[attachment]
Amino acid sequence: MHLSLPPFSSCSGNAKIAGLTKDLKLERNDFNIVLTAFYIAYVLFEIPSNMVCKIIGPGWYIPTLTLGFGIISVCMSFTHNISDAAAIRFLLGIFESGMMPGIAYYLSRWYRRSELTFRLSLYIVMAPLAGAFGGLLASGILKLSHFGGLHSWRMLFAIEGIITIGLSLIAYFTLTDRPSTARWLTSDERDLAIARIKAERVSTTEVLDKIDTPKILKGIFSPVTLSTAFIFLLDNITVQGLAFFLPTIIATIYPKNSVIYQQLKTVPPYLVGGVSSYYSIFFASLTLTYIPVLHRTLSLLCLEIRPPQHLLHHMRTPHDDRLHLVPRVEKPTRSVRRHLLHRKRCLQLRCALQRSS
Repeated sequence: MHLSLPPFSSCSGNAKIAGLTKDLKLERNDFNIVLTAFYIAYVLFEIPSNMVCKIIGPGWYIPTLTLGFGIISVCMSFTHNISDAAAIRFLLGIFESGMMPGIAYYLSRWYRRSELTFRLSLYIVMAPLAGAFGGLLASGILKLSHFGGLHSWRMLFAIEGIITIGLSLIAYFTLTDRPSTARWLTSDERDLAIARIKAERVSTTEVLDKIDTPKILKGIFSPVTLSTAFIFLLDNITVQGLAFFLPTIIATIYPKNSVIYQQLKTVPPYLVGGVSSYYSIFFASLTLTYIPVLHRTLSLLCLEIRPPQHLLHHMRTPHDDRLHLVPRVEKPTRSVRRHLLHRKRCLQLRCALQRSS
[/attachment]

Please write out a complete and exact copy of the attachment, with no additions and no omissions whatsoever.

Amino acid sequence: MHLSLPPFSSCSGNAKIAGLTKDLKLERNDFNIVLTAFYIAYVLFEIPSNMVCKIIGPGWYIPTLTLGFGIISVCMSFTHNISDAAAIRFLLGIFESGMMPGIAYYLSRWYRRSELTFRLSLYIVMAPLAGAFGGLLASGILKLSHFGGLHSWRMLFAIEGIITIGLSLIAYFTLTDRPSTARWLTSDERDLAIARIKAERVSTTEVLDKIDTPKILKGIFSPVTLSTAFIFLLDNITVQGLAFFLPTIIATIYPKNSVIYQQLKTVPPYLVGGVSSYYSIFFASLTLTYIPVLHRTLSLLCLEIRPPQHLLHHMRTPHDDRLHLVPRVEKPTRSVRRHLLHRKRCLQLRCALQRSS
Repeated sequence: MHLSLPPFSSCSGNAKIAGLTKDLKLERNDFNIVLTAFYIAYVLFEIPSNMVCKIIGPGWYIPTLTLGFGIISVCMSFTHNISDAAAIRFLLGIFESGMMPGIAYYLSRWYRRSELTFRLSLYIVMAPLAGAFGGLLASGILKLSHFGGLHSWRMLFAIEGIITIGLSLIAYFTLTDRPSTARWLTSDERDLAIARIKAERVSTTEVLDKIDTPKILKGIFSPVTLSTAFIFLLDNITVQGLAFFLPTIIATIYPKNSVIYQQLKTVPPYLVGGVSSYYSIFFASLTLTYIPVLHRTLSLLCLEIRPPQHLLHHMRTPHDDRLHLVPRVEKPTRSVRRHLLHRKRCLQLRCALQRSS